130, 131- sections OAS, OAC
*I work primarily from home, so please make an appointment with me BEFORE you decide to meet with me in my office. Unless the VISTA server is down, the fastest way to contact me is to use the e-mail service on the class website. Please do not contact me at my BCC address unless you have an emergency and cannot reach me on the class website. Only in this case should you send an e-mail to my BCC address. You may also choose to leave me a message on my voice mail. If the return call is local, I will call you back; however, if the call is long distance from my home, I will have to wait until I am in the office to call you. I am usually on campus at least once per week.
Rosenberg, Donna. World Literature: An Anthology of Great Short Stories, Drama and Poetry. Glencoe Edition. ISBN: 0-07-860352-8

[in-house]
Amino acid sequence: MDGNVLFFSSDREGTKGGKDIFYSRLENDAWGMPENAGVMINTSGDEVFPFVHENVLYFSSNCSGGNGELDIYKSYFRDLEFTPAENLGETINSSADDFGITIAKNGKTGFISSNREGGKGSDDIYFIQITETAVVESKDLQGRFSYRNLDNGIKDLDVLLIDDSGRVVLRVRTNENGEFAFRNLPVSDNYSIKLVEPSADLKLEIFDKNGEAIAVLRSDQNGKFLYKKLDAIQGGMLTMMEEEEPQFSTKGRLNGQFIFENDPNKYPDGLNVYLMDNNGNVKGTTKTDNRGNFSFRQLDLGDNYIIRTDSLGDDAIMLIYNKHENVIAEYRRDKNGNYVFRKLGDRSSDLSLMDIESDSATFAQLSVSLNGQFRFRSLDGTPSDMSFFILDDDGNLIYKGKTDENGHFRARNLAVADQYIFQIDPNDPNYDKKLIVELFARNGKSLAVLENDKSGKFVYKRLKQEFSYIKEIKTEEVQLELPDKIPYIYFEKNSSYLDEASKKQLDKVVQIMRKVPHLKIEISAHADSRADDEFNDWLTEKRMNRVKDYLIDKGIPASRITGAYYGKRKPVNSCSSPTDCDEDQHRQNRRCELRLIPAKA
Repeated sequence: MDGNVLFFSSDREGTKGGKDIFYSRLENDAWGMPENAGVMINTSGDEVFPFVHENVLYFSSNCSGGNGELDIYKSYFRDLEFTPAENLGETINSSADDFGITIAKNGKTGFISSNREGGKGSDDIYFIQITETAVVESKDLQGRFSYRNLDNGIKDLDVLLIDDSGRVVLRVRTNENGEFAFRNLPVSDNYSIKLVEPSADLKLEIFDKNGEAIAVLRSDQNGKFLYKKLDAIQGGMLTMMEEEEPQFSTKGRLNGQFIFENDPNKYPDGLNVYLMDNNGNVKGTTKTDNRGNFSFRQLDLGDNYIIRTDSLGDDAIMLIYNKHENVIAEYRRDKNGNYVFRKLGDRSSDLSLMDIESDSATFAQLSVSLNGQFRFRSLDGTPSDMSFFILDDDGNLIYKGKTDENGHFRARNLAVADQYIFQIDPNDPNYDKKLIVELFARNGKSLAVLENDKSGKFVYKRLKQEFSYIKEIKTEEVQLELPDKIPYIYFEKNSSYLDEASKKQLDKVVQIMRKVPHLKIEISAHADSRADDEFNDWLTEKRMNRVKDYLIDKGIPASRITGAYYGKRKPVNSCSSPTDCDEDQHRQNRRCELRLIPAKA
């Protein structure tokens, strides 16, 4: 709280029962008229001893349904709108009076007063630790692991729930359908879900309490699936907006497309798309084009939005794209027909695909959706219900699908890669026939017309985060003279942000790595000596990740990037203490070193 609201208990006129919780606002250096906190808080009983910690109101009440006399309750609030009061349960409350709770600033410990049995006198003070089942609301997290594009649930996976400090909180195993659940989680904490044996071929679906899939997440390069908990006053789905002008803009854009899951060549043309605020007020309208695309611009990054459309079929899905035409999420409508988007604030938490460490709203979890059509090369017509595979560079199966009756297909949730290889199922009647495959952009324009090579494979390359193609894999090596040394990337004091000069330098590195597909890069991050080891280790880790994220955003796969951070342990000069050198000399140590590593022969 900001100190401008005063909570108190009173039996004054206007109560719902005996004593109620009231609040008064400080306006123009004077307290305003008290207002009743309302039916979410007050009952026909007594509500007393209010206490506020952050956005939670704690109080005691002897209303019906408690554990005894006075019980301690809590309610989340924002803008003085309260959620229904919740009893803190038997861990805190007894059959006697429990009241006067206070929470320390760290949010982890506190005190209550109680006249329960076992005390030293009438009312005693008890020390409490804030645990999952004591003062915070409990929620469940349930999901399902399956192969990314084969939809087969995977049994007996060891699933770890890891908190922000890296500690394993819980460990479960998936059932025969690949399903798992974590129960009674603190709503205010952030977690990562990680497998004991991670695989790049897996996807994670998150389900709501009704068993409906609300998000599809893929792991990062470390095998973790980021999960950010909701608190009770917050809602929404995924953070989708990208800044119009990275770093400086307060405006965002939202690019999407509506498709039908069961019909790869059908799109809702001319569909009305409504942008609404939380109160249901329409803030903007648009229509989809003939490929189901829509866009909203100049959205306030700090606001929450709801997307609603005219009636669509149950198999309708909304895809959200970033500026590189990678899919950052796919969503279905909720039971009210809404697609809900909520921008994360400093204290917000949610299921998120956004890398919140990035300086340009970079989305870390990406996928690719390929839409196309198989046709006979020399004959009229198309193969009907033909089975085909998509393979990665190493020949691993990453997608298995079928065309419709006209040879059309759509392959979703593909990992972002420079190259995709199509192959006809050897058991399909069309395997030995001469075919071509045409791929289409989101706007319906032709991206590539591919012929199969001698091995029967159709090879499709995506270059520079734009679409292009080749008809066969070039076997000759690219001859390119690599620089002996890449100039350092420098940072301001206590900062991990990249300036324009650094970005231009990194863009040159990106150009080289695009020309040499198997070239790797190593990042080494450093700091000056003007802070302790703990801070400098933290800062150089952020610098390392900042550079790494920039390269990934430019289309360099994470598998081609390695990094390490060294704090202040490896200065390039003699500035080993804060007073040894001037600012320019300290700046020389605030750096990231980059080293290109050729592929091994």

English 130 offers students a survey of World literature, including poetry, drama, and fiction. The course is designed to help college students develop their analytical and critical thinking skills as well as their ability to write.
English 130 is a completely online class; therefore, you are not required to attend classroom sessions. However, English 130 is not a correspondence course, completed on your own timetable in isolation. If you signed up for this course thinking that it will have less work than a course in the classroom, you are mistaken. I teach this online course exactly like the classroom-version. A successful student in this course will submit work according to the deadlines published on the class calendar AND participate in group discussions of the literature.